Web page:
It seems that the point that Mark is making in his Gospel
is that no matter how much we prepare,
no matter how thoroughly
we think things out beforehand,
no matter how strong and active
we make ourselves,
we are never prepared for Jesus:
we are never prepared for the surprising story
of the eternal Son of God
who takes on the form of a servant
for us and for our salvation.
We are never prepared because we inevitably think
within our human categories,
according to our human notions
of what the right thing is
and when the right moment.
But Jesus comes precisely to overturn
those categories and notions:
to make us rethink
what we have thought out ahead of time,
to undermine our idea of what it means to be strong.
Yet Mark’s Gospel also bids us,
“prepare the way of the Lord, make straight his paths.”
Indeed, the Church gives us this season of Advent
as a time of preparation for the coming of Jesus.
So how do you prepare for the one who is
the one for whom you can never prepare?
Perhaps we prepare not by making plans,
but by making space.
Not by thinking things out ahead of time
but by opening a place in our hearts and minds
for the Word of God that comes to us in Jesus Christ.
Not by becoming strong and active,
but by making our hearts soft and pliable to God’s Spirit.
This is, of course,
the most difficult sort of preparation there is,
particularly in the season of frenetic activity
that leads up to Christmas.
But this is the challenge of Advent:
to clear some time in our busy lives,
to make some space in our crowded minds,
to prepare a way into our hearts
for the one for whom we can never prepare,
but who comes to us to shock us,
to surprise us,
to delight us with his love.
Sunday, November 16, 2014
Readings: Proverbs 31:10-13, 19-20, 30-31; 1 Thessalonians 5:1-6; Matthew 25: 14-30
In today’s Gospel the master says to the servant
who buried his single talent in the ground,
“You wicked, lazy servant!”
But was laziness really the servant’s problem?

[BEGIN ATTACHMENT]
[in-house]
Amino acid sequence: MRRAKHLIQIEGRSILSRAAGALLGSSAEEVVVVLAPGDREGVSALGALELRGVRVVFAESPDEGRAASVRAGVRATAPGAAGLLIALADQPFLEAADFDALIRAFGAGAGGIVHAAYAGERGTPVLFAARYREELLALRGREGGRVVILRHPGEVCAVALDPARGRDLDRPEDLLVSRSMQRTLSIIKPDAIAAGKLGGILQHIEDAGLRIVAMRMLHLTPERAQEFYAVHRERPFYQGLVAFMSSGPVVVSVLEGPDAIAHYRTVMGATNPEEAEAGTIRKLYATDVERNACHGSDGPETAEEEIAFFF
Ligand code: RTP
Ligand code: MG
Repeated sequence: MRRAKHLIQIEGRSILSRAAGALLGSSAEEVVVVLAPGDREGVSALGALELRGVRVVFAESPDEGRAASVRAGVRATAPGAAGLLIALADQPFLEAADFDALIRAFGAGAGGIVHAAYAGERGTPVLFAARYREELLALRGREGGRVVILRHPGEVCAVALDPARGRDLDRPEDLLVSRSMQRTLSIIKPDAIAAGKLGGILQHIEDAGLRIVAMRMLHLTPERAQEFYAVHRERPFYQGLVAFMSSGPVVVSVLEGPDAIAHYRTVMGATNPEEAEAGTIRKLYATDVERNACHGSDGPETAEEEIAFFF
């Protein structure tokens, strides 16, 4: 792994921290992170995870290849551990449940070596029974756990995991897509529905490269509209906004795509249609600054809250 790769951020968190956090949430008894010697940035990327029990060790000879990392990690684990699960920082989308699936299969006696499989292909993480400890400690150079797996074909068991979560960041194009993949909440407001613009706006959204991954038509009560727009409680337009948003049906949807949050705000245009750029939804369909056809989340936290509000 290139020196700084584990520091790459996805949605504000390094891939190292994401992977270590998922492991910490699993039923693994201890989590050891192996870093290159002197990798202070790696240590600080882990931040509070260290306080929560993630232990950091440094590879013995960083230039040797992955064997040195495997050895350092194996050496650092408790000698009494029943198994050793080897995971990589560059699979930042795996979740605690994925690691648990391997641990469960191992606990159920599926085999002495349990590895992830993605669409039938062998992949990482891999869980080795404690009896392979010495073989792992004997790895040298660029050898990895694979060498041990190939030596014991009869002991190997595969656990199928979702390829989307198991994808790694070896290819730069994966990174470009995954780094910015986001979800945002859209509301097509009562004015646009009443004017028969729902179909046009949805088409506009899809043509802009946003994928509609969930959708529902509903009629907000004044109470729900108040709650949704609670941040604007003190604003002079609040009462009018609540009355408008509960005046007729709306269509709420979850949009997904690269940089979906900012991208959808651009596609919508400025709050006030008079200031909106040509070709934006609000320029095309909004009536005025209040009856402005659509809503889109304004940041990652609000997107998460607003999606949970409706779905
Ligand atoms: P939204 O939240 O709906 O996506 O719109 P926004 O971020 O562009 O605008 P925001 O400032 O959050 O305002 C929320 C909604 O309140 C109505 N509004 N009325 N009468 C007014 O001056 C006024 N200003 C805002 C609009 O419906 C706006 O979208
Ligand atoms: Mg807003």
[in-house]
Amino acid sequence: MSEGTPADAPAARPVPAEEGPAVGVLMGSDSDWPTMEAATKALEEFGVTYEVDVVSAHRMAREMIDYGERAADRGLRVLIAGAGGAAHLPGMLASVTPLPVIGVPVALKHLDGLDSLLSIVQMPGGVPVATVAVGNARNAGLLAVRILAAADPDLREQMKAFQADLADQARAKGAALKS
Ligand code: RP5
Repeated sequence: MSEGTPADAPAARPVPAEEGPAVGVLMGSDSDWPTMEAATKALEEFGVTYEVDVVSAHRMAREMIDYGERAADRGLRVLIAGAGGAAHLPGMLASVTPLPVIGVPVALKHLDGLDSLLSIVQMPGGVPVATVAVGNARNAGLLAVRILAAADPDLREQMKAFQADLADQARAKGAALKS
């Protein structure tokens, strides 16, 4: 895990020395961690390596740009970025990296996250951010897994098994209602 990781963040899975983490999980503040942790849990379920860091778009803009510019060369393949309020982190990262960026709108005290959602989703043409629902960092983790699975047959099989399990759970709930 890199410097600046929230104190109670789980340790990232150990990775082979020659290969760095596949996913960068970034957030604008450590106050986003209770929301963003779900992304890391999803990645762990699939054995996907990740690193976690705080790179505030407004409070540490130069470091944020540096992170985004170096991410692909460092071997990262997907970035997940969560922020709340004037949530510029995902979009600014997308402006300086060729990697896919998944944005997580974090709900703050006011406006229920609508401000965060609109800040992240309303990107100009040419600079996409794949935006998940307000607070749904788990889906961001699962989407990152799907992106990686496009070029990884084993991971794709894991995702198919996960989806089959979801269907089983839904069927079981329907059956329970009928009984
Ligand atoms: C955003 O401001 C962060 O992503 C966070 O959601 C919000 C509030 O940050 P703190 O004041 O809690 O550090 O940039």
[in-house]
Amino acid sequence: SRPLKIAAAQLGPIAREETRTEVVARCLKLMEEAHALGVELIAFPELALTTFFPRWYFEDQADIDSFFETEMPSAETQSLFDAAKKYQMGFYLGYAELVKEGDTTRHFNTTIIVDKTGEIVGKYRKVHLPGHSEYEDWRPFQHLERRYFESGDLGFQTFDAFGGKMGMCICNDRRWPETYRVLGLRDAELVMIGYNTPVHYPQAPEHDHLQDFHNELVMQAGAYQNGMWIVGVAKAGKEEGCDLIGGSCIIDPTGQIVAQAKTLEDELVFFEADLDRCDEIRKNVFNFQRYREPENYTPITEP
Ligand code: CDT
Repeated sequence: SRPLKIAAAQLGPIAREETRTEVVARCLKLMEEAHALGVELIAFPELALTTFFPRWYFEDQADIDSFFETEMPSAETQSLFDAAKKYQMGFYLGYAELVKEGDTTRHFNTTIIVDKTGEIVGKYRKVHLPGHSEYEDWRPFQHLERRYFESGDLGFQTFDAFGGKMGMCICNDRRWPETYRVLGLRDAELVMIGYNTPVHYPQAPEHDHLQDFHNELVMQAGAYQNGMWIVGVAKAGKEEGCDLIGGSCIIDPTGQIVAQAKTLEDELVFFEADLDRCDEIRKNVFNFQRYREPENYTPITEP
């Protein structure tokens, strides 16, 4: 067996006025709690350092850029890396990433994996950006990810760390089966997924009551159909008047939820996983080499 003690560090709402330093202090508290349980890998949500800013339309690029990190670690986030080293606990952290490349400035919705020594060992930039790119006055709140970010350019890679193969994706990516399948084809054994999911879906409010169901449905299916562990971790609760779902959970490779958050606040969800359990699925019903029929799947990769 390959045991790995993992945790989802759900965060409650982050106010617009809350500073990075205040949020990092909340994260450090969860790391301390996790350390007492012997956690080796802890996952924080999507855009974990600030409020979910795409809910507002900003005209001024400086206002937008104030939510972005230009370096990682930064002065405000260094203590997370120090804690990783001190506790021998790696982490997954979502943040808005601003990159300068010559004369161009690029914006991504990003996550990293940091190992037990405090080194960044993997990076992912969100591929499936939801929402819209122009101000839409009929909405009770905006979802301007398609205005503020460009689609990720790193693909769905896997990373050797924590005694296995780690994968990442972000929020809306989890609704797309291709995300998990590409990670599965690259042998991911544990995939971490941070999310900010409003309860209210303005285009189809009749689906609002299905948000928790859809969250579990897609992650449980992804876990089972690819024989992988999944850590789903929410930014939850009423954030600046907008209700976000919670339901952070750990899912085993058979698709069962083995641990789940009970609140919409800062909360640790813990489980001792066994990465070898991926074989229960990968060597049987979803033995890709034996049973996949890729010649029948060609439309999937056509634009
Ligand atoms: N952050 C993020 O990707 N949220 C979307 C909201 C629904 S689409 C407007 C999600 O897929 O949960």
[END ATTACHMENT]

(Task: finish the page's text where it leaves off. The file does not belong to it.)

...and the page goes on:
After all, digging the hole to bury the money in
must have required some effort—
perhaps even more effort than putting it in the bank,
which was the master’s suggestion.
I think the servant was speaking truthfully
when he said that it was out of fear
that he buried the talent in the ground.
After all, his master was a demanding person
and while a talent was a lot of money
(about a thousand dollars),
he had still been given less
than the other two servants,
so he had less margin of error
and had to be careful.
According to rabbinic law
if someone entrusted you with something and you buried it
then you could no longer be held liable for its loss,
since you had taken the safest course of action
(far safer than entrusting it
to the speculation of bankers).
The servant’s problem was not laziness, but fear:
a fear of a master who would hold him
to an exact accounting
and a fear of loosing what he had
in the pursuit of something greater.
This parable is not, obviously, about how we need
to be industrious entrepreneurs with our money,
and about how laziness is a great evil.
Nor is it simply, I think, about how we need
to be industrious entrepreneurs
with the spiritual gifts that God has given us
and about how spiritual laziness is a great sin.
I think it addresses a deeper question of how we see God:
whether we see God as one who’s chief interest